Although well written and obviously well researched, the second installment in Elva Thompson’s ambitious fantasy saga set in multiple dimensions (after 2013’s The Key Made of Air) suffers from myriad significant issues.
Featuring characters from the High Faerie, Faerie, and the Mortal realms, the novel’s storyline revolves around two sylphs who are the last remnants of the House of Air, a clan that is essential to continually energizing the plant life in the mortal world and keeping the “Green” healthy and strong. With their creators imprisoned and a powerful evil spreading across the realms, the two sylphs are forced to embark on a quest to find an invaluable token that has been stolen from their House.
The token, a key made of air, will unlock the healing power of the HeartStar. But with armies of goblins, demons, and other assorted nightmares intent on killing them, their quest quickly turns into a fight for survival.
The story’s biggest issue, from a reader’s perspective, is that fantasy fans who haven’t read the first novel will be immediately lost. There’s no attempt to explain all that transpired before. And although the storyline is briskly paced and action-packed, none of the characters are adequately described or explored, giving them a cardboard feel. That lack of emotional depth and disconnect with the characters—coupled with the confusion surrounding the events of the first novel—makes for a flat and detached reading experience. Additionally, the ending is more of a respite than a conclusion, leaving readers unsatisfied.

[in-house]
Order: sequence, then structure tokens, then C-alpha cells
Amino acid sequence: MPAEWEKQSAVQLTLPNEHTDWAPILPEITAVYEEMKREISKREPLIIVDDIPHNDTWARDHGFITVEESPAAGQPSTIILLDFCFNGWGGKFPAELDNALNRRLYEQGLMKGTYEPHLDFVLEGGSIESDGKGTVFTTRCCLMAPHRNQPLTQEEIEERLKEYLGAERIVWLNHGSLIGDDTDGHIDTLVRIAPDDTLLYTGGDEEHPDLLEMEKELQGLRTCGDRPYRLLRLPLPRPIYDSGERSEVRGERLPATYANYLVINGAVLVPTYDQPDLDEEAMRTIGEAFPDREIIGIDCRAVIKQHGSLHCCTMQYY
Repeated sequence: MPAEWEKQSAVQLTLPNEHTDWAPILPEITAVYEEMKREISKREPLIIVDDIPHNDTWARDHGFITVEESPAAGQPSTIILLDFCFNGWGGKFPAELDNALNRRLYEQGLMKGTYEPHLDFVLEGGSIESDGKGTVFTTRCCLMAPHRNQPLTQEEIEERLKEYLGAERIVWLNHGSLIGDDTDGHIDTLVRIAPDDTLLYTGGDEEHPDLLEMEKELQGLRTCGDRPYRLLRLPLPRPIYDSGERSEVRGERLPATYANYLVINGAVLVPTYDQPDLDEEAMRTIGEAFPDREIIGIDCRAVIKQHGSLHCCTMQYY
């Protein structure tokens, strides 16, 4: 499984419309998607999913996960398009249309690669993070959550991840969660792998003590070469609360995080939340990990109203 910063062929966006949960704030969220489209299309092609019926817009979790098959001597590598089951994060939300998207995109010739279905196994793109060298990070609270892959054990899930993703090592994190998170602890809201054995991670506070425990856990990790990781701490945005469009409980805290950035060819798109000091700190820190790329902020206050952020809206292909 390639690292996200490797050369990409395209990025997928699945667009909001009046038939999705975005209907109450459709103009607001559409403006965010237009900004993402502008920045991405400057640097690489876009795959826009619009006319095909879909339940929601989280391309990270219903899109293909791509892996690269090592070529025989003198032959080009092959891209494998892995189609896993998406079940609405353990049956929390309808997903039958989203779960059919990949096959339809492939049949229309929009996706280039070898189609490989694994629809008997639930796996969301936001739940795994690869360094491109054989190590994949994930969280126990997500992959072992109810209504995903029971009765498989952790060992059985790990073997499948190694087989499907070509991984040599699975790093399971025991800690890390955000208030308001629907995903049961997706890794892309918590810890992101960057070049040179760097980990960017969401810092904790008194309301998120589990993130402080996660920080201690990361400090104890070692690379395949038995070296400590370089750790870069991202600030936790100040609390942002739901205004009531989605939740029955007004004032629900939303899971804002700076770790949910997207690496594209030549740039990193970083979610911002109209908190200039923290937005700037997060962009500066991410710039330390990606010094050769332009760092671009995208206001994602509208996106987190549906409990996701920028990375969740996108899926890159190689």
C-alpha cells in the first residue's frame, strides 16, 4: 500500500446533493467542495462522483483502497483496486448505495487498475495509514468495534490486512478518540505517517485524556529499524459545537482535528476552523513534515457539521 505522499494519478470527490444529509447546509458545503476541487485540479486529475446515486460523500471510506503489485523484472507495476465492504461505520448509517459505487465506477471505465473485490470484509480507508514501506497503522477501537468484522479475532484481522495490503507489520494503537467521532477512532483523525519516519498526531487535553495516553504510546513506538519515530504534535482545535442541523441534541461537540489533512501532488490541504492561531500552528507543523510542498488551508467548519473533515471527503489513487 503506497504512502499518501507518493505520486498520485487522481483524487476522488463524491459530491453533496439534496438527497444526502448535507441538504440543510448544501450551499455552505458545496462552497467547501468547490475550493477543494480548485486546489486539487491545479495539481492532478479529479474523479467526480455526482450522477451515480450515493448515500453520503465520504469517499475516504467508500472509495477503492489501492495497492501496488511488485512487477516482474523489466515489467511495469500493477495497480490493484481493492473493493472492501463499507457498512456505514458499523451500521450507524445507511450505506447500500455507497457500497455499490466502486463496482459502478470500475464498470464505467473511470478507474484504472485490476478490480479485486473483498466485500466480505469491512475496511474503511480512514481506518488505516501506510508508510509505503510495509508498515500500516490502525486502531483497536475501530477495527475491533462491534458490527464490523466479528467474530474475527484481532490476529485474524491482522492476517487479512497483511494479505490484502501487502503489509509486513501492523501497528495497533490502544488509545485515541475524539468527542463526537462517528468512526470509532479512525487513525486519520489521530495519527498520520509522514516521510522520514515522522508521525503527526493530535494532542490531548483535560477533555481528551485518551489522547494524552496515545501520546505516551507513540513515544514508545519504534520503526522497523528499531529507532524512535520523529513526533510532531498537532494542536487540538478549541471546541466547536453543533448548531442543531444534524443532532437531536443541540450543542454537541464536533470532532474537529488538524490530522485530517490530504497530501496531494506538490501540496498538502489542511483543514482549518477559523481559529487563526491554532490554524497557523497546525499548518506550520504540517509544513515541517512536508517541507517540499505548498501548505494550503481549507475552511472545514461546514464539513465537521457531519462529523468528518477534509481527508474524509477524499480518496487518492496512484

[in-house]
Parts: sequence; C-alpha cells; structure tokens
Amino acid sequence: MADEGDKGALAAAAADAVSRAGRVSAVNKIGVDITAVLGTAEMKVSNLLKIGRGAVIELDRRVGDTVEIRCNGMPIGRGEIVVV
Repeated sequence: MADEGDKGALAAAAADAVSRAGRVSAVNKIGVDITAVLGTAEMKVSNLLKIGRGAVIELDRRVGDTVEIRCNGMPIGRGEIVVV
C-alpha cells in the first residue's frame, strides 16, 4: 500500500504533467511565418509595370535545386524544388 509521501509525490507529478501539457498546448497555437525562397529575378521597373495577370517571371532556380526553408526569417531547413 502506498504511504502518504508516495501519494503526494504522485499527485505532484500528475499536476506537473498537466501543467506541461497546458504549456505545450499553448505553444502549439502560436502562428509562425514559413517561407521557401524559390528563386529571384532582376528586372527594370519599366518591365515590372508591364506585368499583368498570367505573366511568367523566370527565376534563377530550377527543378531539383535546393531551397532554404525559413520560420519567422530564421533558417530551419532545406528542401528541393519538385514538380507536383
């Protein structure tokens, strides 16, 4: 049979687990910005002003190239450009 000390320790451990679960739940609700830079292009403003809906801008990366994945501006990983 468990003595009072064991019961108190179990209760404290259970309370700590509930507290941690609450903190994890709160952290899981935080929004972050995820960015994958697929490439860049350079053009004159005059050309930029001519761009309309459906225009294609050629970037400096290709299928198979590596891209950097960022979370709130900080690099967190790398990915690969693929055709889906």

Fairie-powered fantasy is hugely popular—and has been for decades—with bestselling series like Seanan McGuire’s October Daye and Laurell K. Hamilton’s Merry Gentry sagas drawing audiences worldwide to the fascinating dichotomy between the fey and mortal realms. But these series are so popular because they feature fully realized, identifiable, and emotionally complex characters as well as meticulously described realms that are steeped with magic and wonder—two integral elements that this novel lacks.
Also available as an ebook.